November 18, 2010

Atomized Architecture

A’A’ / L’Architecture d’Aujourd’hui; # 378 issue

In 1519, only three months before Ferdinand Magellan’s fleet left the harbour of Seville in order to circumvent the earth, Leonardo da Vinci, world’s most prominent polymath died. The start shot of globalization - the birth cry of the expert, coincided with the end of the Homo Universalis. Ignited by the Copernican Revolution which made aware that not earth was mastering the universe but that the universe was mastering earth, humankind had to change position and leave the centre. The only way to regain a central position was through making alliances and being part of larger constellations.

Ever since this shift in perspective, the architectural design process became increasingly diversified. Every technical invention and historic event triggered the rise of a new expert. Archeological excavations, high-tech building materials, architecture exhibitions and a growing need for the selling of projects increased the scope of our profession and generated the need for another specific expertise. The more globalized our culture becomes the farther we move away from the polymath, the more specialized we have to be. While never before we lived in a time with so many individual freedoms, never before in history we have been so much dependent on the expertise of others. If knowledge is not within a single brain the exchange of knowledge is crucial. The more specialized we get the more hours we will spend in meeting-rooms, on the phone or video conferences.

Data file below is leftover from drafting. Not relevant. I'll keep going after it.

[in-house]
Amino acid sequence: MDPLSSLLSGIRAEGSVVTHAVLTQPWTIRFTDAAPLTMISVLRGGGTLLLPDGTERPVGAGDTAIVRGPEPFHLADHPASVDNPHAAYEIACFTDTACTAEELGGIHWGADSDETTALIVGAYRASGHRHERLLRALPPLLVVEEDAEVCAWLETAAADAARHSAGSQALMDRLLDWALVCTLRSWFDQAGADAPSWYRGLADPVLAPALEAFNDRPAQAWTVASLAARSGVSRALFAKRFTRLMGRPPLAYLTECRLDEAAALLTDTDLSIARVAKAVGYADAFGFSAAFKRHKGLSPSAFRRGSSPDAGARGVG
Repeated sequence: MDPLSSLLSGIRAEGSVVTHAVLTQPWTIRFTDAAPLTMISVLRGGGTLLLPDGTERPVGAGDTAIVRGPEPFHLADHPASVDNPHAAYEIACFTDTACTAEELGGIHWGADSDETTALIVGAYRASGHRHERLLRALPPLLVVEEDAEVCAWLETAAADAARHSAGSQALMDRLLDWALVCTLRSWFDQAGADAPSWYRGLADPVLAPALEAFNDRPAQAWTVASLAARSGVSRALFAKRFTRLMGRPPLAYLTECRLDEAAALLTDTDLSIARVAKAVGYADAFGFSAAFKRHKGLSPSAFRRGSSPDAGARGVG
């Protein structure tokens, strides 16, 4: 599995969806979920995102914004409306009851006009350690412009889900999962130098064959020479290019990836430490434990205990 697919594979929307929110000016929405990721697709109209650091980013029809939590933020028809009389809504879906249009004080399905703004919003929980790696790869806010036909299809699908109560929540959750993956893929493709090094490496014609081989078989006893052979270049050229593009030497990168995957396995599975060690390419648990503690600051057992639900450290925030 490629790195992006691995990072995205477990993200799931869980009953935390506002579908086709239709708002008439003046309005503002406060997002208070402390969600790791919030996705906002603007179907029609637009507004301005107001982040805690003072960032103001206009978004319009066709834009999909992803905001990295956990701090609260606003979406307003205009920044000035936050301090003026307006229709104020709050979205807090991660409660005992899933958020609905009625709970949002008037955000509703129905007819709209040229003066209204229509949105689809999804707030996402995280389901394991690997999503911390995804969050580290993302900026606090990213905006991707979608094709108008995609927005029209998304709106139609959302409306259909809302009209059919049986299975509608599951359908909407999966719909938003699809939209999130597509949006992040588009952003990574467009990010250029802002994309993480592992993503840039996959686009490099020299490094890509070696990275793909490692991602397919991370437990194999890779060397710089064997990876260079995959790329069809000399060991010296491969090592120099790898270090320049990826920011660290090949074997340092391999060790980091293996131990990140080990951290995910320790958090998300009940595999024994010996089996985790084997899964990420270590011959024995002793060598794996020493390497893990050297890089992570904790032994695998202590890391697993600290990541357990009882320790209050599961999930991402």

What was once going on in a single human brain gets reconstructed on much larger scale creating a pattern of thinking as a collective construct. Humans as experts are set in place of neurons, while meetings, magazines and electronic networks function as neurotransmitters which enable the interaction between these experts (neurons).

Altogether we developed a ‘planning machine’ which still gets more and more ramified, streamlined and with the help of the internet comes even close to the speed of thinking. This ‘planning machine’ is able to master building assignments in unprecedented scale and speed for a rapidly growing world population. The global concrete consumption of the year 2009 equates to 33.000 skyscrapers with the size of ‘Burj Dubai’ (the world’s tallest building) or five New York cities. The larger the assignment, the more the system splinters and the stronger the need for communication and exchange of knowledge up to the point when we all together will think like one polymath brain – the whole world thinking as one giant genius.

Theo Deutinger
Catarina Dantas
Federica Vazzana

In collaboration with: Jeroen Zuidgeest